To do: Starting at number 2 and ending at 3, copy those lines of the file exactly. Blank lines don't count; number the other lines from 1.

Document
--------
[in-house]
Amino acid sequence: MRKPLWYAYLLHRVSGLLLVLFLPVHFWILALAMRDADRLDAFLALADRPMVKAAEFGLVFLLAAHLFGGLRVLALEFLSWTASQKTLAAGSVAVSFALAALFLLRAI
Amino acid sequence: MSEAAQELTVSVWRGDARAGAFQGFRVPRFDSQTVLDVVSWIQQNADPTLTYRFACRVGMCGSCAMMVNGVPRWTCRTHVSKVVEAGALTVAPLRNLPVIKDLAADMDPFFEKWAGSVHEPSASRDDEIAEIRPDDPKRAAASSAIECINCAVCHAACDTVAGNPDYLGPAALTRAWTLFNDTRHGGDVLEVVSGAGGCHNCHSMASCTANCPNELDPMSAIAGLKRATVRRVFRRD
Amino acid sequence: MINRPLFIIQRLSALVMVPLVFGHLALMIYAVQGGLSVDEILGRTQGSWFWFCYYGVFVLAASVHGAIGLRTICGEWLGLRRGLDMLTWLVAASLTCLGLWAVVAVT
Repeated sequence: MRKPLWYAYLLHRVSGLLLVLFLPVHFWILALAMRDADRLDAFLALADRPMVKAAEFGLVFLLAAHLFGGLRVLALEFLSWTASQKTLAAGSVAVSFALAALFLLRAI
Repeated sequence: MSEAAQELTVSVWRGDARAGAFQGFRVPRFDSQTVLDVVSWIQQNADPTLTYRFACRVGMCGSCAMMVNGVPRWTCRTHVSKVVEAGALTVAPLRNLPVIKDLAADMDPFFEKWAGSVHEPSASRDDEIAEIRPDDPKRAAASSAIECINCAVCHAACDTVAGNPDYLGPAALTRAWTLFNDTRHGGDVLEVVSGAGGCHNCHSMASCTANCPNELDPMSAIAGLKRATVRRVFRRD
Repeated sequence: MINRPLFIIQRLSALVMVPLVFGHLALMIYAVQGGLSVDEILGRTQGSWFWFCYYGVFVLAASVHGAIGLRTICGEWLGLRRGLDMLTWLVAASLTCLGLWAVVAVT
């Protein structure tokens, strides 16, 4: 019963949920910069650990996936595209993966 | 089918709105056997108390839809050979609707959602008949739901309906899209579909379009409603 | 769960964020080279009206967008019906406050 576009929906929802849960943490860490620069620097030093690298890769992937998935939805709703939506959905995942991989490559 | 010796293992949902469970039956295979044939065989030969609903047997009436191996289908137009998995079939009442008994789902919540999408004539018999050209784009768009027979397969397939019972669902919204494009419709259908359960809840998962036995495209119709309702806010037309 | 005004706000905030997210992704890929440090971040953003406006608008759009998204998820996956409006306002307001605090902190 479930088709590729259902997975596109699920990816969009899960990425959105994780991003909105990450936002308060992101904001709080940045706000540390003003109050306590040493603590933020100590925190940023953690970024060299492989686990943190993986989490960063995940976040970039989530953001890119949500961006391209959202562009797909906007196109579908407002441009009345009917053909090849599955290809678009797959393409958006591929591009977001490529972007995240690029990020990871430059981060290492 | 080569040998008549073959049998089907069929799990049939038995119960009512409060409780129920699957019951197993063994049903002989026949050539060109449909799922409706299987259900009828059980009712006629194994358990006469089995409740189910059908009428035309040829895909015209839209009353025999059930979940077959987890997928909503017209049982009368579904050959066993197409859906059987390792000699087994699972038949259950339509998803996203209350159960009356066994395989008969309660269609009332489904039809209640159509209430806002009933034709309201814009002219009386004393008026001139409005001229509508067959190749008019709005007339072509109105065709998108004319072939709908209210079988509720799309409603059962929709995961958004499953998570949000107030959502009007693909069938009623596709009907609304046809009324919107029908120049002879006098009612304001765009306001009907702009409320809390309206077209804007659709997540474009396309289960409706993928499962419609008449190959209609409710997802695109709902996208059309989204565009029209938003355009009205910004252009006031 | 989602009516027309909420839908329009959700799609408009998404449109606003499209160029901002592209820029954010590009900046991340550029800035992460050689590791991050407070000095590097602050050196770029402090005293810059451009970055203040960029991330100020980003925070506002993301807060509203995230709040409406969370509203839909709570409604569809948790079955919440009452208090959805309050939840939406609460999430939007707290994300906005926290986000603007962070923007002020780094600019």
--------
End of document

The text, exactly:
Amino acid sequence: MRKPLWYAYLLHRVSGLLLVLFLPVHFWILALAMRDADRLDAFLALADRPMVKAAEFGLVFLLAAHLFGGLRVLALEFLSWTASQKTLAAGSVAVSFALAALFLLRAI
Amino acid sequence: MSEAAQELTVSVWRGDARAGAFQGFRVPRFDSQTVLDVVSWIQQNADPTLTYRFACRVGMCGSCAMMVNGVPRWTCRTHVSKVVEAGALTVAPLRNLPVIKDLAADMDPFFEKWAGSVHEPSASRDDEIAEIRPDDPKRAAASSAIECINCAVCHAACDTVAGNPDYLGPAALTRAWTLFNDTRHGGDVLEVVSGAGGCHNCHSMASCTANCPNELDPMSAIAGLKRATVRRVFRRD